THE ADVENTURES OF BERT

Top-drawer, absurd entertainment from two English masters of the droll. Bert is a victim—of the fates, of misunderstandings, of his two left feet—but he is also an agent of good, a man of pluck, ever an optimist. Bert’s a force, no matter how ridiculous. First readers greet Bert, then his wife, then his baby: “Meet Baby Bert. Don’t say hallo to him. He is fast asleep. Shh! Turn the page . . . quietly. WAAAAA! Oh no! Now look what you’ve done.” Then Bert has the first of his adventures, in a shirt that gets stuck on his head, making him fall down the stairs and out into the street and onto the bed of a truck that takes him to Scotland. He hitchhikes home in the rain. Forty-seven words in total and some of the broadest humor one could ever hope for, not to mention the color-pencil artwork that practically has readers falling down the stairs right along with Bert. The second adventure finds Bert being chased by a giant sausage and running smack into a lamppost (“Bert bangs his nose”) before he discovers it is only a man in a sausage suit, selling sausages. The last adventure has Bert diving into a river to save a barking box. (Bert, of course, can’t swim.) This is brilliant stuff: simple tales that unleash great ponderings, like Bert’s role in the universe. He could—believe it—be a savior of a sort. Bring us more Bert, please. (Picture book. 3-6)

Pub Date: Aug. 28, 2001

ISBN: 0-374-30092-5

Page Count: 32

Publisher: Farrar, Straus and Giroux

Review Posted Online: May 20, 2010

Kirkus Reviews Issue: June 1, 2001

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TEN LITTLE FINGERS AND TEN LITTLE TOES

A pleasing poem that celebrates babies around the world. Whether from a remote village or an urban dwelling, a tent or the snow, Fox notes that each “of these babies, / as everyone knows, / had ten little fingers / and ten little toes.” Repeated in each stanza, the verse establishes an easy rhythm. Oxenbury’s charming illustrations depict infants from a variety of ethnicities wearing clothing that invokes a sense of place. Her pencil drawings, with clean watercolor washes laid in, are sweetly similar to those in her early board books (Clap Hands, 1987, etc.). Each stanza introduces a new pair of babies, and the illustrations cleverly incorporate the children from the previous stanzas onto one page, allowing readers to count not only fingers and toes but also babies. The last stanza switches its focus from two children to one “sweet little child,” and reveals the narrator as that baby’s mother. Little readers will take to the repetition and counting, while parents will be moved by the last spread: a sweet depiction of mother and baby. (Picture book. 3-5)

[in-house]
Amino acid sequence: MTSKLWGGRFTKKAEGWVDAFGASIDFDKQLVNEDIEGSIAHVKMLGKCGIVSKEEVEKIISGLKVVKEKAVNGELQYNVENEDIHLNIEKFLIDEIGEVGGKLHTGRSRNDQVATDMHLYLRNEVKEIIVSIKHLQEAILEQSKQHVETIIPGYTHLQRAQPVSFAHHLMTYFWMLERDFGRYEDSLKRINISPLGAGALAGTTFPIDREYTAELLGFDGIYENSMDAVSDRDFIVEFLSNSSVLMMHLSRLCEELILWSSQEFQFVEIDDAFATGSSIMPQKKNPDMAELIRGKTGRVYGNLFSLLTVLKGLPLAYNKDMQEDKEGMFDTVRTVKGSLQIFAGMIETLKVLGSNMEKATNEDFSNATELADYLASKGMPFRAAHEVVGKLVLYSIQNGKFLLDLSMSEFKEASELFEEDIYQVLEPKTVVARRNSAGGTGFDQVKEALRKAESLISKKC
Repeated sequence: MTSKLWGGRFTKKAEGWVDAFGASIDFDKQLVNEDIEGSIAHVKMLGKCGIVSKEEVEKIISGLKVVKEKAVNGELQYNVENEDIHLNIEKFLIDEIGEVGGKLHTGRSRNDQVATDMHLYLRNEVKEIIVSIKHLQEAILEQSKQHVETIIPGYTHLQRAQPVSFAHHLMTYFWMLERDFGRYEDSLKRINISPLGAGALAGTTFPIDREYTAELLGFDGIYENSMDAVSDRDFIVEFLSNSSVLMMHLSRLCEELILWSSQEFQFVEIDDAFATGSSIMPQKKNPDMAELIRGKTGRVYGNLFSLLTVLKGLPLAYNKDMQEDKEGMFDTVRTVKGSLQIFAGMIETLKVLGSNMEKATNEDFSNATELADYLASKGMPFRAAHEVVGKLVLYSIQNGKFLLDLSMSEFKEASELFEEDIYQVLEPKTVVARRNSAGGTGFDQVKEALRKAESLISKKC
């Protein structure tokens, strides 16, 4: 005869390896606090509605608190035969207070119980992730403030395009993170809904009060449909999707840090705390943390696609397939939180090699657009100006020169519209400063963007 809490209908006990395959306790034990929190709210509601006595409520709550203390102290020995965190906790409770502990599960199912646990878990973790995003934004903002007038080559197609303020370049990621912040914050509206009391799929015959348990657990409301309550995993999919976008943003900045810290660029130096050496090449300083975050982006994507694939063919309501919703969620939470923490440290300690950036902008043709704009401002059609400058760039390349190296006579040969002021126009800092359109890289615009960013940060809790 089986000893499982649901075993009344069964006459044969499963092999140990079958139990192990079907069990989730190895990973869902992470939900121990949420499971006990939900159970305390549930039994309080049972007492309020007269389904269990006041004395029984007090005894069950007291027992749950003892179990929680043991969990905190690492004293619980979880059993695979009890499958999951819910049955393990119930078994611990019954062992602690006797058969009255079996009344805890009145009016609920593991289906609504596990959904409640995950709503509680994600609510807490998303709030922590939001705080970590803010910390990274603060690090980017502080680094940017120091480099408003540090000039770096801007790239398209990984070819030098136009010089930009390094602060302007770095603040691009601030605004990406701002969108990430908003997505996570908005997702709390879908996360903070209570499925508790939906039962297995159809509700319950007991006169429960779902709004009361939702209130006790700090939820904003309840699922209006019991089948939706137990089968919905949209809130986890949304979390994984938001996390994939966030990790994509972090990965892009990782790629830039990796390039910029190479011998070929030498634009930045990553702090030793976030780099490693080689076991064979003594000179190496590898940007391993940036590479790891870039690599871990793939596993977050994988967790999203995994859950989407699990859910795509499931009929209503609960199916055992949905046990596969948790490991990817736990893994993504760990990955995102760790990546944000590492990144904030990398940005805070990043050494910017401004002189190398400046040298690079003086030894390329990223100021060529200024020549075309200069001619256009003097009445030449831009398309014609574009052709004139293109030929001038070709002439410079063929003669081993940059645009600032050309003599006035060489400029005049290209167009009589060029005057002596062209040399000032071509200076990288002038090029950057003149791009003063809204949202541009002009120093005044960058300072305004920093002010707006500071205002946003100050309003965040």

Pub Date: Oct. 1, 2008

ISBN: 978-0-15-206057-2

Page Count: 34

Publisher: Harcourt

Review Posted Online: May 20, 2010

Kirkus Reviews Issue: Sept. 15, 2008

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Pair this with Leo Timmers’ Who Is Driving? (2007) for twice the guessing fun.

CLOTHESLINE CLUES TO JOBS PEOPLE DO

From the Clothesline Clues series

Heling and Hembrook’s clever conceit challenges children to analyze a small town’s clotheslines to guess the job each of their owners does. 

Close-up on the clothesline: “Uniform and cap, / an invite for you. / Big bag of letters. / What job does she do?” A turn of the page reveals a macro view of the home, van and the woman doing her job, “She is a mail carrier.” Indeed, she can be spotted throughout the book delivering invitations to all the rest of the characters, who gather at the end for a “Launch Party.” The verses’ rhymes are spot-on, though the rhythm falters a couple of times. The authors nicely mix up the gender stereotypes often associated with several of these occupations, making the carpenter, firefighter and astronaut women. But while Davies keeps uniforms and props pretty neutral (he even avoids U.S. mail symbols), he keeps to the stereotypes that allow young readers to easily identify occupations—the farmer chews on a stalk of wheat; the beret-wearing artist sports a curly mustache. A subdued palette and plain white backgrounds keep kids’ focus on the clothing clues. Still, there are plenty of details to absorb—the cat with arched back that anticipates a spray of water, the firefighter who “lights” the rocket.

Pair this with Leo Timmers’ Who Is Driving? (2007) for twice the guessing fun. (Picture book. 3-6)

Pub Date: July 1, 2012

ISBN: 978-1-58089-251-3

Page Count: 32

Publisher: Charlesbridge

Review Posted Online: May 16, 2012

Kirkus Reviews Issue: June 1, 2012

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